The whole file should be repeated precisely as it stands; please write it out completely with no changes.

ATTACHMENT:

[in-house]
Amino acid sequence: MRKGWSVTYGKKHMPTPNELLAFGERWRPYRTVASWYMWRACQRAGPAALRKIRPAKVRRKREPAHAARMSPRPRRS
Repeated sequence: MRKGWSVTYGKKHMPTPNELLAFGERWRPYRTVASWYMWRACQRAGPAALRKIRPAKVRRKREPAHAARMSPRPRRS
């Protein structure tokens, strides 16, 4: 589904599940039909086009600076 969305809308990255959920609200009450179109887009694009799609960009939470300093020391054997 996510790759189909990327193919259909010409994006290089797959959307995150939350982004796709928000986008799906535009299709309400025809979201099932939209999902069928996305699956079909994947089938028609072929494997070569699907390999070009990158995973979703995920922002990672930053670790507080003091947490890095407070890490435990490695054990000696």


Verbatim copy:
[in-house]
Amino acid sequence: MRKGWSVTYGKKHMPTPNELLAFGERWRPYRTVASWYMWRACQRAGPAALRKIRPAKVRRKREPAHAARMSPRPRRS
Repeated sequence: MRKGWSVTYGKKHMPTPNELLAFGERWRPYRTVASWYMWRACQRAGPAALRKIRPAKVRRKREPAHAARMSPRPRRS
């Protein structure tokens, strides 16, 4: 589904599940039909086009600076 969305809308990255959920609200009450179109887009694009799609960009939470300093020391054997 996510790759189909990327193919259909010409994006290089797959959307995150939350982004796709928000986008799906535009299709309400025809979201099932939209999902069928996305699956079909994947089938028609072929494997070569699907390999070009990158995973979703995920922002990672930053670790507080003091947490890095407070890490435990490695054990000696």